Minimal treatment usually OK for low-risk lymphocyte-predominant Hodgkin lymphoma

Submitted on 05/18/16

By Will Boggs MD

NEW YORK (Reuters Health) - Many children with low-risk lymphocyte-predominant Hodgkin lymphoma (LPHL) may be spared chemotherapy and radiotherapy after surgical resection alone, according to a new report from the Children's Oncology Group.

"It is very interesting to see that 75% of the surgery-only patients were spared further treatment," Dr. Burton E. Appel from Hackensack University Medical Center in New Jersey told Reuters Health by email.

Most children with LPHL are asymptomatic and have non-bulky, localized disease involving peripheral lymph nodes. There is no established standard of care for treatment of low-stage LPHL.

Dr. Appel and colleagues treated patients with resectable disease limited to a single lymph node using a surgery-only/observation strategy. Chemotherapy with CHOP (cyclophosphamide, vincristine, doxorubicin and prednisolone) was used for those who required chemotherapy at diagnosis or at relapse following observation alone, and radiotherapy was reserved for children who had less than a complete response to chemotherapy.

Of the 183 eligible patients, 52 underwent complete resection of a single node. Overall, 135 patients received CHOP, including 126 treated at diagnosis and nine at relapse after surgery only. Eleven chemotherapy patients who had less than complete responses received involved-field radiotherapy.

Thirteen of the 52 total resection patients relapsed, for a five-year event-free survival (EFS) of 77.1%, the researchers report in the Journal of Clinical Oncology, online May 16.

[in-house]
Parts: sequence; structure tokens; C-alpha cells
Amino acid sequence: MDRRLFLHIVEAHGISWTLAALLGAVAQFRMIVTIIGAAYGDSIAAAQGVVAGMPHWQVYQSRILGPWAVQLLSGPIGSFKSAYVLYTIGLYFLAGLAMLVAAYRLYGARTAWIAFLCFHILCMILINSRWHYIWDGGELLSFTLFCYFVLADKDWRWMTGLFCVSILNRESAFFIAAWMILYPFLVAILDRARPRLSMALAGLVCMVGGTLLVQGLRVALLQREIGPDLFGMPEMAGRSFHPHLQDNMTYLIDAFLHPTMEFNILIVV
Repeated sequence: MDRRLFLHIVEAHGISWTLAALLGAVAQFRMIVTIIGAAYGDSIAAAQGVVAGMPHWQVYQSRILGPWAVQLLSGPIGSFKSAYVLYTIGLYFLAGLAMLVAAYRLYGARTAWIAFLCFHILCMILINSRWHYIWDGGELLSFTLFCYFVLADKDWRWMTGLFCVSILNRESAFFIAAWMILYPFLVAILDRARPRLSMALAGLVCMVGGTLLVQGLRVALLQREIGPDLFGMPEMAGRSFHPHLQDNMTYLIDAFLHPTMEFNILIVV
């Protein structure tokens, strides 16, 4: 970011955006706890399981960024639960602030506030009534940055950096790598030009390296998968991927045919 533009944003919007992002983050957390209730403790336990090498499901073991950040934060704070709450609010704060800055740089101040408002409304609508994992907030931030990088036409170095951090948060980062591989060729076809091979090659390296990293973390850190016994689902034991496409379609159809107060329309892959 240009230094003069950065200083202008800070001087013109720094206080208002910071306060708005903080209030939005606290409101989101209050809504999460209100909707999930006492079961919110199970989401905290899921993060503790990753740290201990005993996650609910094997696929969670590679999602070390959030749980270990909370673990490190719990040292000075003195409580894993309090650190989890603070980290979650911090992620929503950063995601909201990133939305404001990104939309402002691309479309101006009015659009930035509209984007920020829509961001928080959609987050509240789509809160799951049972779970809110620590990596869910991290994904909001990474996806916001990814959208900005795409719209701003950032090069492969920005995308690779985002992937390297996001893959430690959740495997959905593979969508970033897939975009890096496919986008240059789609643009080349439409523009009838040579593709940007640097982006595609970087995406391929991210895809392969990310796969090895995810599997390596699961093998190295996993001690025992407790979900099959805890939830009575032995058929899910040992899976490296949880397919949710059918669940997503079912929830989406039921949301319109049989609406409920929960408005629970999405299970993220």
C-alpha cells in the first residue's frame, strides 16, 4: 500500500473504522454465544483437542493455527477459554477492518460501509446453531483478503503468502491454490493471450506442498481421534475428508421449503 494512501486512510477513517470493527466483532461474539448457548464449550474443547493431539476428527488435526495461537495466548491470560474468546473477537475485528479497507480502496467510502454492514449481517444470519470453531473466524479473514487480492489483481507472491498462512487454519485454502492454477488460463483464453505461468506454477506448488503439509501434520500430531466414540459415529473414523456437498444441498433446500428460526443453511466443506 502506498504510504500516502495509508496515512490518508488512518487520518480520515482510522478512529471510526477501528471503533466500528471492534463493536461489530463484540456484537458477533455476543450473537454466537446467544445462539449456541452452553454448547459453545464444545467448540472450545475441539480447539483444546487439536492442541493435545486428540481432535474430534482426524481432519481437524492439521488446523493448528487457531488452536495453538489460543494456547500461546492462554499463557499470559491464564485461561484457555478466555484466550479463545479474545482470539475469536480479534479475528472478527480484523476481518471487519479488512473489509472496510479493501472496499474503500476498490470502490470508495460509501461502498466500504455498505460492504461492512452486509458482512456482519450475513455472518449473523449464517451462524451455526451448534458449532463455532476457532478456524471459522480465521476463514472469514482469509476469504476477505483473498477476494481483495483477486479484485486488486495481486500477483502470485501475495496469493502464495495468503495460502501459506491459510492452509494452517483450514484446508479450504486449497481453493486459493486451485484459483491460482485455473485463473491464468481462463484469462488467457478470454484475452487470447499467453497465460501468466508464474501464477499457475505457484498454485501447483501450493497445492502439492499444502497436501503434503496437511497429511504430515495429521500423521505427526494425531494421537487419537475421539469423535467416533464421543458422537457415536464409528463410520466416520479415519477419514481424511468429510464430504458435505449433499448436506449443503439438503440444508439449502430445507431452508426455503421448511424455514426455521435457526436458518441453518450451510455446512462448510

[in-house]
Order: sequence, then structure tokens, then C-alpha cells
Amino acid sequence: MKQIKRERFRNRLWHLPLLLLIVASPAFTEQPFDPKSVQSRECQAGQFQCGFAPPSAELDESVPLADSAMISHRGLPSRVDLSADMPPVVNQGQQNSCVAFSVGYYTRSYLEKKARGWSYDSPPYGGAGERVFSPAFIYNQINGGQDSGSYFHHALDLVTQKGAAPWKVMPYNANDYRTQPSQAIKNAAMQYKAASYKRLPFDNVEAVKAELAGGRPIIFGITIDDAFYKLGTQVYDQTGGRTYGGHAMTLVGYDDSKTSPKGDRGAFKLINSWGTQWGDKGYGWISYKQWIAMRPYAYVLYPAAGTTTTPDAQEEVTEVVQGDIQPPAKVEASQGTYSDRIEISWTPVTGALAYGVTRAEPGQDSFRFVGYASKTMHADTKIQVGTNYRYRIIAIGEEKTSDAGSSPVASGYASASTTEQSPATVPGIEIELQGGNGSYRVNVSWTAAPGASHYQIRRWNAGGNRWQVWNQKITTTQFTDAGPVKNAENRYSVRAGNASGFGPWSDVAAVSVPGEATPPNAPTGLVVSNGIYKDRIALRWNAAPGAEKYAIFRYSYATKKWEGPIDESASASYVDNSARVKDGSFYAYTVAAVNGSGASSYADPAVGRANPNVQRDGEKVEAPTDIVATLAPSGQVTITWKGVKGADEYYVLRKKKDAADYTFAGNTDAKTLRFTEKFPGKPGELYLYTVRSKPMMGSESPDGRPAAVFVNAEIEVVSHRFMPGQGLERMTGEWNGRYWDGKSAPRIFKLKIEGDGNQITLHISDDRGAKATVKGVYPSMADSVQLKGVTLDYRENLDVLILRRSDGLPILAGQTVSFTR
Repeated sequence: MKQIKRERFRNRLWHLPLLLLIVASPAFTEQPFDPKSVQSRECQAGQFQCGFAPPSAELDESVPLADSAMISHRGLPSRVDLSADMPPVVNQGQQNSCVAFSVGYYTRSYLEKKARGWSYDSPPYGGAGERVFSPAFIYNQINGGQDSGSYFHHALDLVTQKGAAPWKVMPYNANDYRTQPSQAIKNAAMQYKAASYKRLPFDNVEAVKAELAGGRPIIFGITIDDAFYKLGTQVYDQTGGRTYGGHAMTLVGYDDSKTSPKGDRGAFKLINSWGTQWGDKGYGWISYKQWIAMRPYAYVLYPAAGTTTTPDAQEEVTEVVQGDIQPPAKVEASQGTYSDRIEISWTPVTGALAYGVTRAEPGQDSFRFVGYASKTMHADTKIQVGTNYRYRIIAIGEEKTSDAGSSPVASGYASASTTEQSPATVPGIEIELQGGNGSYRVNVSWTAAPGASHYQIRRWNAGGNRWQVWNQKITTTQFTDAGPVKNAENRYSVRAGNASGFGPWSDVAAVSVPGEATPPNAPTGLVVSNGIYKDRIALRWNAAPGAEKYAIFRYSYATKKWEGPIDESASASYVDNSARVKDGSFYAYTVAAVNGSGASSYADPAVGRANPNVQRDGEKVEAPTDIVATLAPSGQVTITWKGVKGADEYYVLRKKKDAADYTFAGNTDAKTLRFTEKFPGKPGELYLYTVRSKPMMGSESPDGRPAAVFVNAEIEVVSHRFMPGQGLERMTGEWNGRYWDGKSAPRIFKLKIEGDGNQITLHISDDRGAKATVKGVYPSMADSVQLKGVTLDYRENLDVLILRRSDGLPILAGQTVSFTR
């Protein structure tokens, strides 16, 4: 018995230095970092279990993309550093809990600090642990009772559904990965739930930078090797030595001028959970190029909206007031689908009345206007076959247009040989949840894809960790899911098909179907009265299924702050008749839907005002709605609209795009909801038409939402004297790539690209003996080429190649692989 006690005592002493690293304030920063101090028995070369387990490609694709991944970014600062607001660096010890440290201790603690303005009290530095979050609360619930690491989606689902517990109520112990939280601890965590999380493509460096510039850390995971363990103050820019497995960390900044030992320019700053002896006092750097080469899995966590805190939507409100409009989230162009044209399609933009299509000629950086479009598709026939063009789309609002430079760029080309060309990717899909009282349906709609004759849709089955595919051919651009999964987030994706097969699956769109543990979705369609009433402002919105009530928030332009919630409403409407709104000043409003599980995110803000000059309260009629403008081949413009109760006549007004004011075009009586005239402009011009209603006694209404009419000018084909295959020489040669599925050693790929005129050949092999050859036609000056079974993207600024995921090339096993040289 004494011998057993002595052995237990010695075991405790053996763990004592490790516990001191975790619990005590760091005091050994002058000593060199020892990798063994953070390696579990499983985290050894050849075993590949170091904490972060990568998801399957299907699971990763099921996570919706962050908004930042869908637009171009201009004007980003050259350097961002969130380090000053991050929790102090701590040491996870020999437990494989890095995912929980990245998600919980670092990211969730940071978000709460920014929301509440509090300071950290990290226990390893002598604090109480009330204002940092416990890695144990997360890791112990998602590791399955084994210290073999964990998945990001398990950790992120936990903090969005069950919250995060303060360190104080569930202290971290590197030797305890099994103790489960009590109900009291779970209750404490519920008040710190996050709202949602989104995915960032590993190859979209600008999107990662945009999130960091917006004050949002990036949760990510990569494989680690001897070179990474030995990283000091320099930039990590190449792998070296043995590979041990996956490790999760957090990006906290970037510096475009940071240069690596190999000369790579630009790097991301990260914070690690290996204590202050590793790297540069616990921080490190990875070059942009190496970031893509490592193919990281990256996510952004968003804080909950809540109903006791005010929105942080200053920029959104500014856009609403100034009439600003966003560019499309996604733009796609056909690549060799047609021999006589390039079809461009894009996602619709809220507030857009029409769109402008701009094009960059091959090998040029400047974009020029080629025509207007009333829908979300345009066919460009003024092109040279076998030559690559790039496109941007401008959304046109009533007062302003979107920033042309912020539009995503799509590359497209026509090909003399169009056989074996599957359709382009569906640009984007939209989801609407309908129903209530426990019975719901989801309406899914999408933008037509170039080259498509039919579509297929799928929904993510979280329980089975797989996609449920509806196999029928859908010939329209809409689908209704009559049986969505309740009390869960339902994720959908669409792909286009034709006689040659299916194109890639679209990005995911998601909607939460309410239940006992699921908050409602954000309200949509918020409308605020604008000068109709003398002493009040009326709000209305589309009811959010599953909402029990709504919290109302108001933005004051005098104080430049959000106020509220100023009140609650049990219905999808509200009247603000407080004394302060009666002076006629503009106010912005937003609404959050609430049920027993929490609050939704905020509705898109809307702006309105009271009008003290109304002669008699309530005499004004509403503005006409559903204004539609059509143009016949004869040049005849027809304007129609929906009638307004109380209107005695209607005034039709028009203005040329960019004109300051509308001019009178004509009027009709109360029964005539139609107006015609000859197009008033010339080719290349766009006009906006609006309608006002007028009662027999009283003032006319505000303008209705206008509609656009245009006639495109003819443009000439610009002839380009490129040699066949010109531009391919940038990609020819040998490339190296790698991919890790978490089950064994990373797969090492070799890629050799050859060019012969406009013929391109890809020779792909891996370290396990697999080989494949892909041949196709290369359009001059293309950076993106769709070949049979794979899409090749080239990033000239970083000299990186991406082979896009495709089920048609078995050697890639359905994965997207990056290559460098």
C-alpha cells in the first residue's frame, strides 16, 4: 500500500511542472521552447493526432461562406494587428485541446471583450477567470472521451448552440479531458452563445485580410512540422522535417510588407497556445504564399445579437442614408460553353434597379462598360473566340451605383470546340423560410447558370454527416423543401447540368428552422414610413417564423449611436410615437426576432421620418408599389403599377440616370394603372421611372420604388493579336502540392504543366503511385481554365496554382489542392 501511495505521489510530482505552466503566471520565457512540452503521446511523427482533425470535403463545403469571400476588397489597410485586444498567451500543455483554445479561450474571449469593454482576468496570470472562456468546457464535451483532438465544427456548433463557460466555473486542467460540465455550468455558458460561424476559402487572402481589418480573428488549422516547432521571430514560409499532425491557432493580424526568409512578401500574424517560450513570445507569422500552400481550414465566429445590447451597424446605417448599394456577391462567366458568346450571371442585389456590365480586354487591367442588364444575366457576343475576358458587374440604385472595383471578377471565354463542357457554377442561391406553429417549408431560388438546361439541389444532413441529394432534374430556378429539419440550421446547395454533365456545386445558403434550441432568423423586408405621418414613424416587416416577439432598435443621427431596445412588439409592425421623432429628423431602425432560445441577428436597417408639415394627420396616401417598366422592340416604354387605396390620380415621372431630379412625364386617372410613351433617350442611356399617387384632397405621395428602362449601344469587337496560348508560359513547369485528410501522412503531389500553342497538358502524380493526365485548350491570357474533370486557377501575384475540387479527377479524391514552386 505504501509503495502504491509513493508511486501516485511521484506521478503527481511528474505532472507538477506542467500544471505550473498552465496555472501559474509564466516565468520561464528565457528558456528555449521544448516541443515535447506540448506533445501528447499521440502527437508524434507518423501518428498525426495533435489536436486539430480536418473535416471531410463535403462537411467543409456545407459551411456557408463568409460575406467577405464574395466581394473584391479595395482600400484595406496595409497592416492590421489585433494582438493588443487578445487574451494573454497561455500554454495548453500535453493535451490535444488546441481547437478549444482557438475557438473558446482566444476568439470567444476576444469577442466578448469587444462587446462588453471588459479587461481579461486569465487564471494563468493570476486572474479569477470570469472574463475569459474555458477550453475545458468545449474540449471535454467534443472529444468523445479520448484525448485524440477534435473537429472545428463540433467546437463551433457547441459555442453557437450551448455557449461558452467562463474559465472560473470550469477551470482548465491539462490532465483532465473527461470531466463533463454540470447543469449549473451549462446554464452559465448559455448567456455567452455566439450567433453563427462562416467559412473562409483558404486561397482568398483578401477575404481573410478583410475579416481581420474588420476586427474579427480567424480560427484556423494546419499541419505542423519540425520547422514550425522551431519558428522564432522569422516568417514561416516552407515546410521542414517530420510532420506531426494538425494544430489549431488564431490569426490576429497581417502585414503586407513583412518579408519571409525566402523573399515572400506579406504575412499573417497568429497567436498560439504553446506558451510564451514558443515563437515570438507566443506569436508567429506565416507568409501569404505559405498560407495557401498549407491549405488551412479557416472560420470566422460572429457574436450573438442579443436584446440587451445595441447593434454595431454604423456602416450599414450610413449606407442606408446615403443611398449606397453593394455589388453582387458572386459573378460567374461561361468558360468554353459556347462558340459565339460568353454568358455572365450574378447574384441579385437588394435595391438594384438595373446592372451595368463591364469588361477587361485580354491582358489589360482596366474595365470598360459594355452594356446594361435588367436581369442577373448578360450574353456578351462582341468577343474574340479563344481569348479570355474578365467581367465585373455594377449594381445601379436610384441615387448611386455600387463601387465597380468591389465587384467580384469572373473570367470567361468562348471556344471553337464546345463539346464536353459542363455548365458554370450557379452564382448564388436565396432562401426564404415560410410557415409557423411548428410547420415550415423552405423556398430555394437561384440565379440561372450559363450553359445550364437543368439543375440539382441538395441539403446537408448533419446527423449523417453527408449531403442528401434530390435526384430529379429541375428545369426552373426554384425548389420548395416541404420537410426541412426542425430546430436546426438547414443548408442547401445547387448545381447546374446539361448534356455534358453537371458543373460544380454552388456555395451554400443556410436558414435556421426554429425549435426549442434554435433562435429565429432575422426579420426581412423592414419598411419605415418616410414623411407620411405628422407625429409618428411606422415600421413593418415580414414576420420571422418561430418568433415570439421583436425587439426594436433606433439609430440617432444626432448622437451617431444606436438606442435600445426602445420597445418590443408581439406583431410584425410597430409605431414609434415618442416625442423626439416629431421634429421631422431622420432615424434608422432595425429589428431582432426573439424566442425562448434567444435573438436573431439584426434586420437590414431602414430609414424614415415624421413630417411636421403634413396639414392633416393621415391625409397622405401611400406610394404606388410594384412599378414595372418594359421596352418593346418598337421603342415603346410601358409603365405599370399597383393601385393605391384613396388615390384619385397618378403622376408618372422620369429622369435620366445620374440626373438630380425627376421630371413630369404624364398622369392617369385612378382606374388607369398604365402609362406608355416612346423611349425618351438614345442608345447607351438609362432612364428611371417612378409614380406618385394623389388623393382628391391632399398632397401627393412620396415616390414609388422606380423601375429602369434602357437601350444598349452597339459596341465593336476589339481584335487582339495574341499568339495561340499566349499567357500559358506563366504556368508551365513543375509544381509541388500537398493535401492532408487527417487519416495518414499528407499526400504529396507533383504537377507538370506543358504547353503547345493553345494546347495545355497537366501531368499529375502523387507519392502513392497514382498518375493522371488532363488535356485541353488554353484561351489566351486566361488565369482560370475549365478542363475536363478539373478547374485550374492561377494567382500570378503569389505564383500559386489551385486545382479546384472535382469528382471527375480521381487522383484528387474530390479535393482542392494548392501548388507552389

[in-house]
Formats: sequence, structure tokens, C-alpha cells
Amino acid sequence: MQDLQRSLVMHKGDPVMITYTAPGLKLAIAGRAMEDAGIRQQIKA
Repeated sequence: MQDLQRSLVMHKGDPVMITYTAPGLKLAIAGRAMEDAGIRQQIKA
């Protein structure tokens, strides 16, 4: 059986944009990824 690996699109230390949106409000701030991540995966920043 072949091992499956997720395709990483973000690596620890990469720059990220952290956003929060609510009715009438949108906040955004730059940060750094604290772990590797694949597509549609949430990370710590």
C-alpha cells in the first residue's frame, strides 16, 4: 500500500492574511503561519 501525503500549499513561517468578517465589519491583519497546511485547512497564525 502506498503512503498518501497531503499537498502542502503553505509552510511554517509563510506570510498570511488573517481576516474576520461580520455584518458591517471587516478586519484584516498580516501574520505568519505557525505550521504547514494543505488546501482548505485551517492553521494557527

Among the 135 children who received chemotherapy, 124 (92%) were in complete remission and did not receive radiotherapy. This group had 12 relapses and two developed non-Hodgkin lymphoma as a first event after a median follow-up of 28.1 months. The five-year EFS rate for this group was 88.8%.

Chemotherapy was well-tolerated, with only seven patients experiencing grade 3 or 4 fever and neutropenia.

Three second malignant neoplasms have been reported, including the two patients who developed non-Hodgkin lymphoma.

"A high percentage of highly-selected patients may be cured with surgery alone, and most patients can be spared radiation," Dr. Appel said. "However, it is very important to note that this surgery-only approach was limited to patients who had a single node that was completely resected. The study results do not support extending the surgery-only approach to patients with more than a single node or stage II disease."

"During the first 2 years, it is important to evaluate them every 3 months, at least with physical exams," he said. "Since there were relapses beyond 2 years, it is still important to maintain regular contact with physical exams, every 4 to 6 months."

"Future clinical trials should address the success of this approach in patients with more than a single node," Dr. Appel added.

Dr. Robert J. Vasquez from Ochsner Medical Center for Children in New Orleans, Louisiana, told Reuters Health by email, "Most children and young adults with localized lymphocyte-predominant Hodgkin lymphoma can be cured with surgical resection alone (75% in this study), and if they relapse, the less-intense chemotherapy used in this study is highly effective at achieving remission."

"Given that this study was accruing patients from 2006 through 2010, it does not address the potential role of immunotherapies (e.g., rituximab) in the treatment of this disease," he noted.

SOURCE: http://bit.ly/27z9qFm

J Clin Oncol 2016.

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